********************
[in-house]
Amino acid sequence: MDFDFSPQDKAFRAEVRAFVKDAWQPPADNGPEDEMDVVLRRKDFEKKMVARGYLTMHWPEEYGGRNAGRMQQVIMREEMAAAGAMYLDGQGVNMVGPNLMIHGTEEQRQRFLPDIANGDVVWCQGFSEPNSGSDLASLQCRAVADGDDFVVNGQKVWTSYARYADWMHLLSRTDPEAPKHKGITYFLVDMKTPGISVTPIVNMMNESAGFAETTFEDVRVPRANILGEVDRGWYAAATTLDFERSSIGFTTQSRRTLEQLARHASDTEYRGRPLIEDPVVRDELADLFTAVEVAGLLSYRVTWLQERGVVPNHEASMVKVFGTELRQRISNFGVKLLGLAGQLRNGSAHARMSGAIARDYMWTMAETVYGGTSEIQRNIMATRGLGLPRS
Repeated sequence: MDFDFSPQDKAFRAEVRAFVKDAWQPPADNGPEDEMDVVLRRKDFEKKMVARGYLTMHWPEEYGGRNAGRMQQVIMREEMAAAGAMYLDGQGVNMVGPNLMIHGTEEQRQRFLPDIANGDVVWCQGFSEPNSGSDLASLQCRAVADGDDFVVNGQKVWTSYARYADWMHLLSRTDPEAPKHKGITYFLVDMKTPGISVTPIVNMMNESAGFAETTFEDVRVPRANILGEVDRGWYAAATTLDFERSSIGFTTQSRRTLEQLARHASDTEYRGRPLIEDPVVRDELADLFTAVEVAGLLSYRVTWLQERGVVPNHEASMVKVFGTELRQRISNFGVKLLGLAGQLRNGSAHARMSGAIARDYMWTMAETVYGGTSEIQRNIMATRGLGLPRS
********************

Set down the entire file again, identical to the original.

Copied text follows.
[in-house]
Amino acid sequence: MDFDFSPQDKAFRAEVRAFVKDAWQPPADNGPEDEMDVVLRRKDFEKKMVARGYLTMHWPEEYGGRNAGRMQQVIMREEMAAAGAMYLDGQGVNMVGPNLMIHGTEEQRQRFLPDIANGDVVWCQGFSEPNSGSDLASLQCRAVADGDDFVVNGQKVWTSYARYADWMHLLSRTDPEAPKHKGITYFLVDMKTPGISVTPIVNMMNESAGFAETTFEDVRVPRANILGEVDRGWYAAATTLDFERSSIGFTTQSRRTLEQLARHASDTEYRGRPLIEDPVVRDELADLFTAVEVAGLLSYRVTWLQERGVVPNHEASMVKVFGTELRQRISNFGVKLLGLAGQLRNGSAHARMSGAIARDYMWTMAETVYGGTSEIQRNIMATRGLGLPRS
Repeated sequence: MDFDFSPQDKAFRAEVRAFVKDAWQPPADNGPEDEMDVVLRRKDFEKKMVARGYLTMHWPEEYGGRNAGRMQQVIMREEMAAAGAMYLDGQGVNMVGPNLMIHGTEEQRQRFLPDIANGDVVWCQGFSEPNSGSDLASLQCRAVADGDDFVVNGQKVWTSYARYADWMHLLSRTDPEAPKHKGITYFLVDMKTPGISVTPIVNMMNESAGFAETTFEDVRVPRANILGEVDRGWYAAATTLDFERSSIGFTTQSRRTLEQLARHASDTEYRGRPLIEDPVVRDELADLFTAVEVAGLLSYRVTWLQERGVVPNHEASMVKVFGTELRQRISNFGVKLLGLAGQLRNGSAHARMSGAIARDYMWTMAETVYGGTSEIQRNIMATRGLGLPRS